Incognito Mode, But Not Secure Mode
Where would we be without the internet? Just imagine what life would be like without Amazon, Netflix, or any of the other websites and applications we use for work and play. From shopping to banking to communicating, almost every aspect of our daily lives are influenced by the power of the internet.
But there is a tradeoff to constant connectivity. Every time you access the web, you’re being tracked. Regardless of whether you’re a Chrome addict, an IE devotee or a Firefox fan, default browser settings follow, track and record all your activity as you traverse the internet, thanks to invisible bits of code placed by tracking firms for marketing purposes, like targeted ad campaigns. In fact, new research from Princeton and Stanford Universities shows that these firms can easily link your name to your online activity, essentially building a complete profile of you and your online activities -- even when that information is supposed to be anonymous.
Incognito Mode -- A Security Cure-All?
To combat growing concerns about privacy, many home and corporate users alike set their browsers to Incognito Mode. All browsers have some sort of Incognito Mode built in and, when enabled, these modes prevent the browser from storing internet history, such as cookies and sites visited.
Incognito Mode is a decent starting point to minimize the effects of tracking, but it’s only one small part of the picture. Even in this mode, your sessions are still tracked by your ISP (internet service provider) and you’re still broadcasting your IP address to every site you visit.
Moreover, Incognito Mode won’t prevent malware from targeting your device/computer and ultimately, your corporate network. The truth is that malware like Trojans and ransomware really don’t care what mode you’re using to browse; once you click a malicious link, it will begin collecting data, or worse, install backdoors to gain admin level access to private company data, regardless of your browser settings.
Guaranteeing Real Security
When it comes to providing web access without compromising your privacy and the security of your data, there are methods that are much more effective than Incognito Mode. Incorporated into a company-wide cyber security initiative, these tools will help put an end to a large number of the online threats companies may face. Here are some examples:
VPNs, or Virtual Private Networks: VPNs create a secure, encrypted “tunnel” from one network to another, such as Private Internet Access.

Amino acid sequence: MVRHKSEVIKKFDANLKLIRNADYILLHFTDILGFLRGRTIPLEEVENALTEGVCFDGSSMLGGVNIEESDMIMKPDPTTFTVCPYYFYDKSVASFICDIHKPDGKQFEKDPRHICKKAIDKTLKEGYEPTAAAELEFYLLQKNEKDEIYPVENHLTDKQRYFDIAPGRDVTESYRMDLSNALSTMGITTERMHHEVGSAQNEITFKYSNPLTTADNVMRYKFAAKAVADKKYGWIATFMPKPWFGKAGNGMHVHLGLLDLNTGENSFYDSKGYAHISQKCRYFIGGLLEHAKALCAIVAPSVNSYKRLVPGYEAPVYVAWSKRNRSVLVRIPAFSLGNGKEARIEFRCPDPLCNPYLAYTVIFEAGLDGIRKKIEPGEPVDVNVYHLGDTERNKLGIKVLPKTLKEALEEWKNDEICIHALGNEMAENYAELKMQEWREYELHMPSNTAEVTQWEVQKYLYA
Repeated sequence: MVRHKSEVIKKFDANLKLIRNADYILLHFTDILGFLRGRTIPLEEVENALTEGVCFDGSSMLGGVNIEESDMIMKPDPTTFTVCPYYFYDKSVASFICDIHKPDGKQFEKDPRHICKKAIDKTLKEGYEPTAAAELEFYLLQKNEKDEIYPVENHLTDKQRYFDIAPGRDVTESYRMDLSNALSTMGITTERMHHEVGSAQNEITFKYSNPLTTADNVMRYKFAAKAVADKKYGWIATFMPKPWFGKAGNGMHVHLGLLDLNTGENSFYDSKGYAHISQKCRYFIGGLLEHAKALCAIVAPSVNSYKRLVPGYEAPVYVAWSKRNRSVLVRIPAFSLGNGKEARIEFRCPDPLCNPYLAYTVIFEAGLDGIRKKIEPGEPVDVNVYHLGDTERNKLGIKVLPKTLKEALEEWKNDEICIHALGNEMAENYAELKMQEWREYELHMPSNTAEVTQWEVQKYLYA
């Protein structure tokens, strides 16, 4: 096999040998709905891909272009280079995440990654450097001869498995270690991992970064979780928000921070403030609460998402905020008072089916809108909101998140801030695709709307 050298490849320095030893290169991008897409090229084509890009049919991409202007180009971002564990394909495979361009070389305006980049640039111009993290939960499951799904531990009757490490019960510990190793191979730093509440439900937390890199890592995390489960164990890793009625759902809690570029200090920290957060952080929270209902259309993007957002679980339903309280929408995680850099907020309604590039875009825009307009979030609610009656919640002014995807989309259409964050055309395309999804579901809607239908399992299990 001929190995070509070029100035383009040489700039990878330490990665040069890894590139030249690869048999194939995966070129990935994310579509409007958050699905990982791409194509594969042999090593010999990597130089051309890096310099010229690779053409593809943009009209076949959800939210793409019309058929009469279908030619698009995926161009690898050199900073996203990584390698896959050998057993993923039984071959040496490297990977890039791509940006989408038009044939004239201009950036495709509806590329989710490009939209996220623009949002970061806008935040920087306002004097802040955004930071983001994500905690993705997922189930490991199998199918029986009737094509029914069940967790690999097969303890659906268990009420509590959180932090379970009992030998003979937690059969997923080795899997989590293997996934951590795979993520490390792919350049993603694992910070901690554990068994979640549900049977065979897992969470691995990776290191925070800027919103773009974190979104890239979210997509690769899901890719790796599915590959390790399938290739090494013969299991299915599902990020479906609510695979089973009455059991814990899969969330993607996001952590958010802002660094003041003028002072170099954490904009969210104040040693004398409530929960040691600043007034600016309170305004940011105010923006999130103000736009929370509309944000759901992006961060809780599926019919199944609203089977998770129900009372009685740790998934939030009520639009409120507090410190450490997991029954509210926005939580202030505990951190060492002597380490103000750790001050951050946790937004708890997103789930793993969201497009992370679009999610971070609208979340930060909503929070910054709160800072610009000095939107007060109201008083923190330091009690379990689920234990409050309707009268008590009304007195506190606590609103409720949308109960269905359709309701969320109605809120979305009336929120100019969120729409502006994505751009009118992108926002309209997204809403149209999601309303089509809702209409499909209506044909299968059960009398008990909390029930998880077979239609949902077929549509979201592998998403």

Secure search engines: Secure search engines such as duckduckgo and Ixquick don’t collect your queries or share them with anyone.
Remote browser isolation: Browser-borne malware costs companies an average of $3.2 million per year and research from the Ponemon Institute at IBM shows that more than 75% of companies have lost data due to insecure browsers.
To use the web without risking exposure, leading analysts suggest using isolated browsing technology. A relative newcomer to the security landscape, it protects organizational digital assets from being exposed to web-borne threats such as ransomware, adware and other types of malware.
Browser isolation works by preventing browser-based processes from interacting directly with your device or network. Each time a user opens a browser tab, a new virtual container is spun up, and all activity takes place in that virtual contained environment. All web content is rendered remotely and the end user receives an entirely safe and seamless visual interactive stream.
At the end of each session, the remote container is discarded, so that any malware that may have entered is eradicated and your networks stay clear of all potential malware. The end user gets a pristine browsing experience that is secured and streamlined.
With all the threats to your data and security out there, it’s clear that Incognito Mode isn’t going to save you. Sure, it may seem like a decent “quick fix”, but it’s an illusion that can leave you and your data vulnerable. Achieving a truly protected environment is dependant on employing a mix of tools such as those mentioned above to create a layered approach to security. Using a layered approach doesn’t merely create an illusion of security, it fortifies your defense from within. And when it comes to maintaining control of your data, it’s clear that the illusion provided by Incognito Mode just won’t cut it.
Incognito mode and other browser security features won't protect your endpoints from malware.
Download our free white paper now to learn why “secure browsers” are not nearly secure enough, and what you need to protect your systems from web-borne attacks.
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